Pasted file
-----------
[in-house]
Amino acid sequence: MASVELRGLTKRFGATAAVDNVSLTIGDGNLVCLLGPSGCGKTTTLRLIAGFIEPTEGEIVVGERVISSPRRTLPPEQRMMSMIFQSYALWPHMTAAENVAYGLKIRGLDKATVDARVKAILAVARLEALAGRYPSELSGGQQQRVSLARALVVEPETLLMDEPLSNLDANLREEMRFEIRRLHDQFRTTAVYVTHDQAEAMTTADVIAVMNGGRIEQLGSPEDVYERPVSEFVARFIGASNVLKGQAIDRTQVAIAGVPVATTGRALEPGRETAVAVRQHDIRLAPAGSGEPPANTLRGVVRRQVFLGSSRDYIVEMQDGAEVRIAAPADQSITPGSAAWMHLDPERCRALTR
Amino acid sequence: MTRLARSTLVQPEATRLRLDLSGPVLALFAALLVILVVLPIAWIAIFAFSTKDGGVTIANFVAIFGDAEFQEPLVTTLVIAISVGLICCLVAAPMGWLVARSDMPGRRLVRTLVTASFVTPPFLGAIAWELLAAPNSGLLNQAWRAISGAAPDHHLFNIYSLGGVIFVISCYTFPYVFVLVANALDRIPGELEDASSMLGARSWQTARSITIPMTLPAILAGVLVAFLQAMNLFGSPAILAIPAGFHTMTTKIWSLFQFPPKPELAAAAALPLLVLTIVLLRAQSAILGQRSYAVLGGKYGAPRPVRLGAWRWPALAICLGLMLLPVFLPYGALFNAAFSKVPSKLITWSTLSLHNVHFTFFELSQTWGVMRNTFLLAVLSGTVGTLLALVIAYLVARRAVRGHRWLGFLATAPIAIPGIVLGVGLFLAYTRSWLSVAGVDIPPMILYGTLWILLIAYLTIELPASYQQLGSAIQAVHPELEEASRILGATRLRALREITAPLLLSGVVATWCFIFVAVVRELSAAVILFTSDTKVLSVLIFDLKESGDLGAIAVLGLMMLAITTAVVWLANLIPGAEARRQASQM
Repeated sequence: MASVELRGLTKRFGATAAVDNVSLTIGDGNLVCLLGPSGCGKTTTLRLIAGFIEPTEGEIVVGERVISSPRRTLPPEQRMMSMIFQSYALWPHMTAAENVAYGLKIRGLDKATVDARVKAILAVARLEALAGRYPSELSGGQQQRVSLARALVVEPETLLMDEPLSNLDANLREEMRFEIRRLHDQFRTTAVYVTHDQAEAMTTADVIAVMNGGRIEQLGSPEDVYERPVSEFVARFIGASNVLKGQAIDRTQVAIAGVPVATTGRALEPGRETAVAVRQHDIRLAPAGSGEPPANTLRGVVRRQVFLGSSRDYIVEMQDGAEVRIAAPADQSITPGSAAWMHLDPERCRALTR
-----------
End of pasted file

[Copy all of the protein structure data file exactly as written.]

[in-house]
Amino acid sequence: MASVELRGLTKRFGATAAVDNVSLTIGDGNLVCLLGPSGCGKTTTLRLIAGFIEPTEGEIVVGERVISSPRRTLPPEQRMMSMIFQSYALWPHMTAAENVAYGLKIRGLDKATVDARVKAILAVARLEALAGRYPSELSGGQQQRVSLARALVVEPETLLMDEPLSNLDANLREEMRFEIRRLHDQFRTTAVYVTHDQAEAMTTADVIAVMNGGRIEQLGSPEDVYERPVSEFVARFIGASNVLKGQAIDRTQVAIAGVPVATTGRALEPGRETAVAVRQHDIRLAPAGSGEPPANTLRGVVRRQVFLGSSRDYIVEMQDGAEVRIAAPADQSITPGSAAWMHLDPERCRALTR
Amino acid sequence: MTRLARSTLVQPEATRLRLDLSGPVLALFAALLVILVVLPIAWIAIFAFSTKDGGVTIANFVAIFGDAEFQEPLVTTLVIAISVGLICCLVAAPMGWLVARSDMPGRRLVRTLVTASFVTPPFLGAIAWELLAAPNSGLLNQAWRAISGAAPDHHLFNIYSLGGVIFVISCYTFPYVFVLVANALDRIPGELEDASSMLGARSWQTARSITIPMTLPAILAGVLVAFLQAMNLFGSPAILAIPAGFHTMTTKIWSLFQFPPKPELAAAAALPLLVLTIVLLRAQSAILGQRSYAVLGGKYGAPRPVRLGAWRWPALAICLGLMLLPVFLPYGALFNAAFSKVPSKLITWSTLSLHNVHFTFFELSQTWGVMRNTFLLAVLSGTVGTLLALVIAYLVARRAVRGHRWLGFLATAPIAIPGIVLGVGLFLAYTRSWLSVAGVDIPPMILYGTLWILLIAYLTIELPASYQQLGSAIQAVHPELEEASRILGATRLRALREITAPLLLSGVVATWCFIFVAVVRELSAAVILFTSDTKVLSVLIFDLKESGDLGAIAVLGLMMLAITTAVVWLANLIPGAEARRQASQM
Repeated sequence: MASVELRGLTKRFGATAAVDNVSLTIGDGNLVCLLGPSGCGKTTTLRLIAGFIEPTEGEIVVGERVISSPRRTLPPEQRMMSMIFQSYALWPHMTAAENVAYGLKIRGLDKATVDARVKAILAVARLEALAGRYPSELSGGQQQRVSLARALVVEPETLLMDEPLSNLDANLREEMRFEIRRLHDQFRTTAVYVTHDQAEAMTTADVIAVMNGGRIEQLGSPEDVYERPVSEFVARFIGASNVLKGQAIDRTQVAIAGVPVATTGRALEPGRETAVAVRQHDIRLAPAGSGEPPANTLRGVVRRQVFLGSSRDYIVEMQDGAEVRIAAPADQSITPGSAAWMHLDPERCRALTR